Labour market developments from the perspective of the NAIRU and the cyclicality of the unemployment rate and wages
One of the concepts used to analyse inflation pressures stemming from the labour market is comparison of the unemployment rate and the NAIRU.1 The NAIRU is an unobserved variable, so this box deals with its estimation using the Kalman filter. The current estimate suggests that the NAIRU declined during 2013 and 2014, so the current unemployment rate is still below the NAIRU despite having gone down significantly (see Chart 1). This estimate reflects the fact that the renewed economic growth has so far not been accompanied by significant inflation pressures, the output gap is still negative and nominal wage growth in the business sector remains subdued. The falling NAIRU meanwhile indicates greater flexibility of the domestic labour market, probably due among other things to growth in part-time employment and increased use of agency workers. However, the labour market recovery has caused the general unemployment rate and the NAIRU to converge significantly. This suggests that wage growth is likely to accelerate in the future.
Chart 1 (BOX) General unemployment rate and NAIRU
The gap between the NAIRU and the general unemployment rate has been narrowing in recent years
(annual percentage changes; source: CZSO; CNB calculation)
The cycli /en/monetary-policy/.galleries/inflation_reports/2015/2015_II/boxes_and_annexes/zoi_2015_II_box_2_graf_1_en.gifcality of the real wage gap2 and the unemployment ratedisplayed marked correlation in the past. However, the fall in economic activity during the economic crisis led to stronger adjustment of the labour market via falling employment (and hence also growth in the unemployment rate) than via real wages. Amid a marked slowdown in nominal wage growth, the real wage rigidity was also due to a sizeable temporary decline in net inflation in 2009. The subsequent renewed growth in employment and the related gradual closure of the unemployment gap was accompanied by only moderate growth in the average nominal wage amid renewed positive net inflation. This led to the real wage gap turning negative in 2012. The real wage gap did not start to narrow until the second half of 2014 (see Chart 2).
Chart 2 (BOX) Real wages and employment
The reaction of real wages to the economic crisis was much more abrupt than that of the unemployment rate
(deviation from potential in per cent; source: CZSO; CNB calculation; real wages adjusted by net inflation)
The renewed growth in average real wages during 2014 amid relatively low nominal wage growth raises the question of to what extent wage growth was affected by cyclical factors associated with the fast growing employment seen in past quarters. Granular data from the Average Earnings Information System (AEIS) for companies with 250 employees or more indicate that wage growth was reduced quite significantly last year by the recruitment of new employees (see Chart 3). New recruits start work at lower wage levels than current employees (up to 30% lower) and thus reduce the reported average wage.3 For compositional reasons, therefore, the marked labour market recovery is tending to reduce average wage growth at the moment, whereas in the medium run it should cause it to accelerate due to a shortage of labour.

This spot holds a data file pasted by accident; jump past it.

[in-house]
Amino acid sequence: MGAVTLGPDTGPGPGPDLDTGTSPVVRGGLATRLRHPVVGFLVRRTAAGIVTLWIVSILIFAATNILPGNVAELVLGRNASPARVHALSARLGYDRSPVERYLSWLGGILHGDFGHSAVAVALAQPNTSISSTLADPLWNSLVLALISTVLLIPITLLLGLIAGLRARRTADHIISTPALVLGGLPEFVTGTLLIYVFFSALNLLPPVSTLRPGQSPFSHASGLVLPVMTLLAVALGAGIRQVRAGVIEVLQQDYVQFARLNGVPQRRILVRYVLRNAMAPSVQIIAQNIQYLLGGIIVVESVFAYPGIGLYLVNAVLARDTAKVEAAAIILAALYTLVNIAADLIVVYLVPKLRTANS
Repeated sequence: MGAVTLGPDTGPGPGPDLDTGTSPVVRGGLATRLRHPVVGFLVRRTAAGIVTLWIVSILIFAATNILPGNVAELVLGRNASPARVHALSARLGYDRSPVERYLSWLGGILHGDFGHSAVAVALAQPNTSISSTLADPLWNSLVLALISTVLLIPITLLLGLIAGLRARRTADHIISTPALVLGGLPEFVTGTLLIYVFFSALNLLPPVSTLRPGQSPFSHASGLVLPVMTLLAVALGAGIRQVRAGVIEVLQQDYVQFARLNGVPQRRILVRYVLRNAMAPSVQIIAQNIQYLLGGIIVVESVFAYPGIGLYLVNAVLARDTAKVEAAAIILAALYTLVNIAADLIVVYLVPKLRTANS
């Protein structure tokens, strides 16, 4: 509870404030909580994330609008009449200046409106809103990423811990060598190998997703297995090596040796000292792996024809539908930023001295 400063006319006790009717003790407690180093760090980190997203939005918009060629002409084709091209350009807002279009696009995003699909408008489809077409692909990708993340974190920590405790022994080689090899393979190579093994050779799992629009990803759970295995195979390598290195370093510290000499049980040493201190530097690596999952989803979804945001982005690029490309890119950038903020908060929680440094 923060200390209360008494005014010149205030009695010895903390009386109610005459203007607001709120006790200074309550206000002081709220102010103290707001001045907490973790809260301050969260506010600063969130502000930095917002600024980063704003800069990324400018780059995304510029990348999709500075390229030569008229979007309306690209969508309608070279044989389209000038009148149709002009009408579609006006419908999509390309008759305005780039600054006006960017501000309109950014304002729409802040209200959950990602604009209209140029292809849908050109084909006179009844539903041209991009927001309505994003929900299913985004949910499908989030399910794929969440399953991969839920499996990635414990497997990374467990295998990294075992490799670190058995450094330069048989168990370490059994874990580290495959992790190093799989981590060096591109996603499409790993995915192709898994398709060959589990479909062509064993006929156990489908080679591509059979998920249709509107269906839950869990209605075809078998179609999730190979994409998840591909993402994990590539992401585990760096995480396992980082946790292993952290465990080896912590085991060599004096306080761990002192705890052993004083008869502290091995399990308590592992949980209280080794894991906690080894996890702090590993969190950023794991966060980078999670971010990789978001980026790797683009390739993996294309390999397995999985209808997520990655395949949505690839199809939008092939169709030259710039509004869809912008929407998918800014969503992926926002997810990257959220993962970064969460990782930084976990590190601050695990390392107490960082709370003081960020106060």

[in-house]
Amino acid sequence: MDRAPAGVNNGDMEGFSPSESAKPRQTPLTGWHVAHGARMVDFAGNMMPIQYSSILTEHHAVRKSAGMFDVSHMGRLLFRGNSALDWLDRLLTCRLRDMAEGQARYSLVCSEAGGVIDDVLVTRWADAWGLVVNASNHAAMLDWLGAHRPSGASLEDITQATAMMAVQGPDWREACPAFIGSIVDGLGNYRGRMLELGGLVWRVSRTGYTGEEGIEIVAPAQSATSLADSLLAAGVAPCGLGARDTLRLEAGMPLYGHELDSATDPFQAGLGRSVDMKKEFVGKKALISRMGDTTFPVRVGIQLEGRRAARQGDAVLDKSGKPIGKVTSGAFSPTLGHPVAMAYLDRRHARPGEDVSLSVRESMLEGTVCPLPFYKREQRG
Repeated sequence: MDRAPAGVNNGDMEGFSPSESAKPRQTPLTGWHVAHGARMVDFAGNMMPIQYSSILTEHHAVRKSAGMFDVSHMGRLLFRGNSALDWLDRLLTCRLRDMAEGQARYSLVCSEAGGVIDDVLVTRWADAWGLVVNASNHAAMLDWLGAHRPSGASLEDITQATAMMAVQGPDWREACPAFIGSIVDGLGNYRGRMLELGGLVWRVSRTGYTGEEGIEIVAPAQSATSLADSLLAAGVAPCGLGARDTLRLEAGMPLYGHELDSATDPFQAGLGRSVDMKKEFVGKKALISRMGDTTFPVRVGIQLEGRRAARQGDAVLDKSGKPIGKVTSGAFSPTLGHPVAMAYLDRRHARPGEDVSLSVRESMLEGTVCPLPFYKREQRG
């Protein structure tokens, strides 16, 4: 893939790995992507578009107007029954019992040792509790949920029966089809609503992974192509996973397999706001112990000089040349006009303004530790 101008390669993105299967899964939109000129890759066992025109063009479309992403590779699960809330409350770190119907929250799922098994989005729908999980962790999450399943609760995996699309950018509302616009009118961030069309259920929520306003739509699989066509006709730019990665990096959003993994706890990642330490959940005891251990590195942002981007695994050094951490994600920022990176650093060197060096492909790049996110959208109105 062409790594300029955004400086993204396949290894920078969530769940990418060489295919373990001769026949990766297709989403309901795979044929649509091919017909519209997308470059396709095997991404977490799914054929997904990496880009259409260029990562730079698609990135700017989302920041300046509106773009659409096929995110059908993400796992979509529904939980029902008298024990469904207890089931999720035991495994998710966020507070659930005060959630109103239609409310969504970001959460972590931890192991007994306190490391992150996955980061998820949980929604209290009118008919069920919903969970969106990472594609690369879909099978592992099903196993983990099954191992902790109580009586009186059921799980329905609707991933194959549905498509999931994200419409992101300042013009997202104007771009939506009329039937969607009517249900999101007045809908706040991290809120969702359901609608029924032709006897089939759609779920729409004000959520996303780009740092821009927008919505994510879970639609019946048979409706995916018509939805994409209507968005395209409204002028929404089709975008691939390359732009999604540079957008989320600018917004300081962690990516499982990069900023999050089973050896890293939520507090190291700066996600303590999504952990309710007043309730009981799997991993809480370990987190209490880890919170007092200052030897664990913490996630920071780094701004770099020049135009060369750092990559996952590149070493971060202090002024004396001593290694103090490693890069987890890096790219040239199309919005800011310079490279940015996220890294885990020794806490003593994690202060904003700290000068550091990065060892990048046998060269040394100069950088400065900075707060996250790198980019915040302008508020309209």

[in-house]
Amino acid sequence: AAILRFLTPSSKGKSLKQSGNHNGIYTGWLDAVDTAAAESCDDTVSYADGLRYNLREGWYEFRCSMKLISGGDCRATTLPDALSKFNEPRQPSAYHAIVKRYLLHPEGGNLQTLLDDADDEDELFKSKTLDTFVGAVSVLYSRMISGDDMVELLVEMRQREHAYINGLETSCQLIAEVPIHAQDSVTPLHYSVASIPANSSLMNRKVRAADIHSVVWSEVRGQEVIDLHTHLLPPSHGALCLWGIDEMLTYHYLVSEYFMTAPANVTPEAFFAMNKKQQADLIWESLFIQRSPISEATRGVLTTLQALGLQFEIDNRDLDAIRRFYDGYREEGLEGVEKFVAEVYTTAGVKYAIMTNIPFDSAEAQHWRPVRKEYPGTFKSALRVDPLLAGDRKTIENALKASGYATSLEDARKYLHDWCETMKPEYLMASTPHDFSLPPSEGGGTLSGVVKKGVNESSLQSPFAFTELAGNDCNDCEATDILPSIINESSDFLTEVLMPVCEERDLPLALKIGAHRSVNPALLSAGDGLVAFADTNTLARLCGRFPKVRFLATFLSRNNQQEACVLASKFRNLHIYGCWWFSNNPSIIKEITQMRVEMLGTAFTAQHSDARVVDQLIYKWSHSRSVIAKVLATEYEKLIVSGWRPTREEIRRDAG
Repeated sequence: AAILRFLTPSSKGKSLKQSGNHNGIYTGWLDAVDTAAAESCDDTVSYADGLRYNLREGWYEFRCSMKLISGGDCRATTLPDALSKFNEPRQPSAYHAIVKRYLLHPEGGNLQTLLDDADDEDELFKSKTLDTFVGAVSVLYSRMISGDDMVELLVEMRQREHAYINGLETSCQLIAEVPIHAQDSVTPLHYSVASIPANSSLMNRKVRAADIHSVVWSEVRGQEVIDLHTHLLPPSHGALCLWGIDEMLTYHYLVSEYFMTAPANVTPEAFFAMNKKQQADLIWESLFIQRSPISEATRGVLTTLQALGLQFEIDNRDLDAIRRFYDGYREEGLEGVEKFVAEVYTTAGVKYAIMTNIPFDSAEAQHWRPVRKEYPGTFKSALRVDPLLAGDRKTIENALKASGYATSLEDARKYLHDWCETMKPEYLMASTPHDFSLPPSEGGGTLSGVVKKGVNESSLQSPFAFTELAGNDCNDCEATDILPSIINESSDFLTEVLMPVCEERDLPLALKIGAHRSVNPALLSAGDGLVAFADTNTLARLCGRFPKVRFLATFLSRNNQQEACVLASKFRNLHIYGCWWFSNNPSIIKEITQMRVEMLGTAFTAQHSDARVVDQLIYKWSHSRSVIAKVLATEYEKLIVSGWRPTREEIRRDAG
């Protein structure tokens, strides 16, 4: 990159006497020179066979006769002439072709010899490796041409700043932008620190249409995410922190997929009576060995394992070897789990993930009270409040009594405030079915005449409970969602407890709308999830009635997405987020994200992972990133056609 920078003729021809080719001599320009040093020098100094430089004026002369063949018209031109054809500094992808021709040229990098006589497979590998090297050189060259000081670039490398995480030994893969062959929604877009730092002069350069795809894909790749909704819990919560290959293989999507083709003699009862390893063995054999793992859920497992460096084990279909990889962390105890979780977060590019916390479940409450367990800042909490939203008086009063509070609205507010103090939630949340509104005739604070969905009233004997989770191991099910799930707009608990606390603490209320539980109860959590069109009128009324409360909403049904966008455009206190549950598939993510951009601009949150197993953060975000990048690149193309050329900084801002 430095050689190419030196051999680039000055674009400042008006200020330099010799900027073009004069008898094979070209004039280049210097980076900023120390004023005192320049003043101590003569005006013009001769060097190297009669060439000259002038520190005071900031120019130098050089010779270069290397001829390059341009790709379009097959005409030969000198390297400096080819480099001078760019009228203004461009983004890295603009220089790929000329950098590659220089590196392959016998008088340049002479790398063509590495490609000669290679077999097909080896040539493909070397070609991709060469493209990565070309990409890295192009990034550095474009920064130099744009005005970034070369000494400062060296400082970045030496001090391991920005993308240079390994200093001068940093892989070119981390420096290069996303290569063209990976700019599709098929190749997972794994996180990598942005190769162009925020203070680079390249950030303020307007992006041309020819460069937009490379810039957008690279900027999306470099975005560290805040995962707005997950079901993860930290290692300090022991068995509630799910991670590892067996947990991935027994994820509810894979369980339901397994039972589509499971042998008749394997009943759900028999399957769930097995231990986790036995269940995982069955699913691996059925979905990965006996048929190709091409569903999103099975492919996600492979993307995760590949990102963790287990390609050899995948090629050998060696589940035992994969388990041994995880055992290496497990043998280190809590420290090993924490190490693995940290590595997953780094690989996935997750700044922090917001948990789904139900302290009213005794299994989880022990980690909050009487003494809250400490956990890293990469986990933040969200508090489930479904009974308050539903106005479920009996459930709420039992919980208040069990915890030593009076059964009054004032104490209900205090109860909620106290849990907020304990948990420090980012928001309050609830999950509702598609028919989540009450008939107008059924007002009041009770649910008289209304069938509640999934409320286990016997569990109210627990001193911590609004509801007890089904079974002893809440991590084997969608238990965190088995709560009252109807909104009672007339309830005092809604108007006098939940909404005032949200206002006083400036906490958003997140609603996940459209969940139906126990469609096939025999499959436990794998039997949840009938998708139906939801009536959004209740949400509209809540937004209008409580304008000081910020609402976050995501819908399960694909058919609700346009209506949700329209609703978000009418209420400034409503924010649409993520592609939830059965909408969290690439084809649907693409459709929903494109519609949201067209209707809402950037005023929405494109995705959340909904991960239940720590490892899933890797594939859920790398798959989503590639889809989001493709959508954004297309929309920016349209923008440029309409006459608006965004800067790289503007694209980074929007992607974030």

Chart 3 (BOX) Contributions to wage growth according to AEIS
Average wage growth in companies with 250 employees or more was noticeably depressed in 2014 by lower wages among new employees
(annual percentage changes; contributions in percentage points; source: AEIS, CZSO; CNB calculation)
1 The NAIRU (non-accelerating inflation rate of unemployment) is the unemployment rate at which the labour market begins to generate inflationary pressures stemming from a shortage of suitable labour. This leads to upward pressure on wages and, in turn, to accelerating inflation.
2 Net inflation is used to calculate real wages from nominal wages in the business sector adjusted for estimated tax optimisation effects.
3 Leaving employees also have significantly lower wages than current employees (around 10% lower). However, their average wage growth usually exceeds that for current employees. The number of leaving employees more than doubled compared to the previous period. This caused their contribution to average wage growth in 2014 H1 to turn negative.